Riyadh — The introduction of a harmonized Value Added Tax (VAT) and excise tax in the Gulf Cooperation Council (GCC) by 2018 constitutes an important policy reform that aims to reduce reliance on hydrocarbon revenues.
According to the IMF, these taxes should help regional governments achieve medium to long-term social and economic policy goals as they seek to further diversify their sources of revenue away from oil and gas.
Earlier this year six GCC countries reached consensus on introducing VAT at a rate of 5%. This will be applied to most goods and services with some limited exceptions such as basic food items, healthcare and education.
With 2018 fast approaching, it is critical for businesses in the GCC to start planning now for the impending arrival of the new tax regime, said Michael Armstrong, Institute of Chartered Accountants in England and Wales Regional Director for the Middle East, Africa and South Asia (MEASA).
He recommended five points to get businesses VAT-ready:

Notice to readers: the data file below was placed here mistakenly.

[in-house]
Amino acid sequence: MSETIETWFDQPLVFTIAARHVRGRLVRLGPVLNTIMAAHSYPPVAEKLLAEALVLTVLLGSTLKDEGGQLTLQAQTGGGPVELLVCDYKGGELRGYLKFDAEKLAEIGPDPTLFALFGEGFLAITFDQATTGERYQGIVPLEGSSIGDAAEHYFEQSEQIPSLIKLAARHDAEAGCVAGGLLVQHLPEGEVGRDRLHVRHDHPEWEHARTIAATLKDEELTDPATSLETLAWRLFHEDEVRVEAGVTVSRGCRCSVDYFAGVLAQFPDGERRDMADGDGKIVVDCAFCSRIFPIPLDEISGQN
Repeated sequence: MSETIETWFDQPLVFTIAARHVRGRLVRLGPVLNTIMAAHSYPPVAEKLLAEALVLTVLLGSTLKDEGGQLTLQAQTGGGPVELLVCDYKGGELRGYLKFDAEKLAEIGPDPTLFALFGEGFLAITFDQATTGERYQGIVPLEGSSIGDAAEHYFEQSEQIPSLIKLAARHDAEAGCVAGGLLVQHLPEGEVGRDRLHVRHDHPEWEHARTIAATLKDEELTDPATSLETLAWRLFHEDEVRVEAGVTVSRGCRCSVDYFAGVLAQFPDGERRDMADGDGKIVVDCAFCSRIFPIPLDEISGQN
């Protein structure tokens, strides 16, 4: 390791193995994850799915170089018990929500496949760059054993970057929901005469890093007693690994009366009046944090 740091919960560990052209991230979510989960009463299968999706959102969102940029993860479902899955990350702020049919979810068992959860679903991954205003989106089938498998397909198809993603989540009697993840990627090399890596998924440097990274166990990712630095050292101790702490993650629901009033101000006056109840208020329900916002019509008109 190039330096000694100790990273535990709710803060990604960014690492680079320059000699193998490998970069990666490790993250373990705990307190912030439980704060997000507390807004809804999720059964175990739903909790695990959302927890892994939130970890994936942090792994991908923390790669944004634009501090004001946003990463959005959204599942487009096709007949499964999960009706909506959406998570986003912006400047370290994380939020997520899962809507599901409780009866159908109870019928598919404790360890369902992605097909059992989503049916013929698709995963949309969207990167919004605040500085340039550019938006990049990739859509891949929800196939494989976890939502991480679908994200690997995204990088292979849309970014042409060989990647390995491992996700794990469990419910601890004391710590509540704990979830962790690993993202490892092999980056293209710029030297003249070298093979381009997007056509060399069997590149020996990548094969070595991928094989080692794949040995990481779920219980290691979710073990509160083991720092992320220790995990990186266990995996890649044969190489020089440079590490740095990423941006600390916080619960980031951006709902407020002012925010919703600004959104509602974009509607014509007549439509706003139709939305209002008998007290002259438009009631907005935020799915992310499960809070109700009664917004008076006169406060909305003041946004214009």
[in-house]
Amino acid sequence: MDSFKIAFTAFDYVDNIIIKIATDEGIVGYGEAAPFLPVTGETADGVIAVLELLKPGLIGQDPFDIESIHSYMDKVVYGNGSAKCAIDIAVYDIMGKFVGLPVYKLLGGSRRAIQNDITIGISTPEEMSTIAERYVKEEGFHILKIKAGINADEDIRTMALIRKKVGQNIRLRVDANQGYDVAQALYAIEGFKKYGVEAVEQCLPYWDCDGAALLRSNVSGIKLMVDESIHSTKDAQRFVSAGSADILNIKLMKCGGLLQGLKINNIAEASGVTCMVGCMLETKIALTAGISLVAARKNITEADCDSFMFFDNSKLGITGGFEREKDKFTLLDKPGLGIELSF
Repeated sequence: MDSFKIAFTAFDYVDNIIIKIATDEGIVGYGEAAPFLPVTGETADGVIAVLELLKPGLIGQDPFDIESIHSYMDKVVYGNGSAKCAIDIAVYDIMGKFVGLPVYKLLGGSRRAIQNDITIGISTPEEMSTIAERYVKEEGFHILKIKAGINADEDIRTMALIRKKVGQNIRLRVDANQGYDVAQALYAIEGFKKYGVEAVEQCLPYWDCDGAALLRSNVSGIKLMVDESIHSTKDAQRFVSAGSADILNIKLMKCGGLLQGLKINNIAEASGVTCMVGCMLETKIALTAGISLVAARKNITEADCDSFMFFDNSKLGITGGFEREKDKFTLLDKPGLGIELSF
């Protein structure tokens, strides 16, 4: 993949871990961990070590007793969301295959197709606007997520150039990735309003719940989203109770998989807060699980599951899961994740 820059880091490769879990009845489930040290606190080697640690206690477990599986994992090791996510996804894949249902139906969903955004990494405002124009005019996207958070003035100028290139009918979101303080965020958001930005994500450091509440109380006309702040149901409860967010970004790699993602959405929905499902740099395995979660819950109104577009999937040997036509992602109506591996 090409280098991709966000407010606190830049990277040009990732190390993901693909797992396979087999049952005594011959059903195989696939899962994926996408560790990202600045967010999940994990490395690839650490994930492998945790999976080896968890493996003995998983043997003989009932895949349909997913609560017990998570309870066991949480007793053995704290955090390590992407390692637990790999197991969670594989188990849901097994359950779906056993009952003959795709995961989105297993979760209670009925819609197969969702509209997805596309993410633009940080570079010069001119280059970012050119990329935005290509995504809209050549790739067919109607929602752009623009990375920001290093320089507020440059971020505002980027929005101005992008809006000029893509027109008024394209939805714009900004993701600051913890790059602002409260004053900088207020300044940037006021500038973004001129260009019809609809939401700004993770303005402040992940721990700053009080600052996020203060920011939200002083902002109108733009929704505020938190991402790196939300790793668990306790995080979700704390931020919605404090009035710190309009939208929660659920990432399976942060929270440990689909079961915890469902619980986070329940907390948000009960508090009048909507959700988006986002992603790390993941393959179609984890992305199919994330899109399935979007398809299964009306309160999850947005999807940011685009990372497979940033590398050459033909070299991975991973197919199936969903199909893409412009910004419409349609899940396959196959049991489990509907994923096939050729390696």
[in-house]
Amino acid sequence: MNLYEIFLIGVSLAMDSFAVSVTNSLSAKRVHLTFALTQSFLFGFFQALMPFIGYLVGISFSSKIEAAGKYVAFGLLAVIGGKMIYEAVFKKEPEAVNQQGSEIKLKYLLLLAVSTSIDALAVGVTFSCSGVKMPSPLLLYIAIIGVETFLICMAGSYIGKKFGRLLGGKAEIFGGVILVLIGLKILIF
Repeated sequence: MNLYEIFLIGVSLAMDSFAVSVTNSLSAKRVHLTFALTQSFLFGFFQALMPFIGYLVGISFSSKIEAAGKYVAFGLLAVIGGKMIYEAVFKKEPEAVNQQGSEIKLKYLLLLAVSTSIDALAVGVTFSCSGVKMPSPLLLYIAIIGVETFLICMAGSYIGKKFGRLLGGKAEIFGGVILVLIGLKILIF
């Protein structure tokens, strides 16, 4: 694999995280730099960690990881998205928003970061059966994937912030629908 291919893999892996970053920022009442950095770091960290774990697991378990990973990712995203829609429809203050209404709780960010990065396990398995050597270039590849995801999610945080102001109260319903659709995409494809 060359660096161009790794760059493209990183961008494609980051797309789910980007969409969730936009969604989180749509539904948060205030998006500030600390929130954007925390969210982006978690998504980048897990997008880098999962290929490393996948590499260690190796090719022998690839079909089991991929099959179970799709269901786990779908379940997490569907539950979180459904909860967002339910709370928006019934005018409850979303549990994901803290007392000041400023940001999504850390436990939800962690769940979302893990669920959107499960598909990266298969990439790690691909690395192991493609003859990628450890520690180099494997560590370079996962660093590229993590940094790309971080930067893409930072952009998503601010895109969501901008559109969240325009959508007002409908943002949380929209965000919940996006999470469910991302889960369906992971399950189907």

1. Defining the VAT requirements products and services. Although the legislation is yet to be announced, businesses should start planning and making reasonable assumptions about the products that are likely to be included in the tax list.
2. Putting in place the appropriate organizational structure and resources to operate in the new business environment.
3. Integrating VAT compliance into current operational processes.
4. Setting up IT systems to support VAT compliance processes.
5. Most importantly, businesses need to establish process controls to minimize risks from people, processes and technology. — SG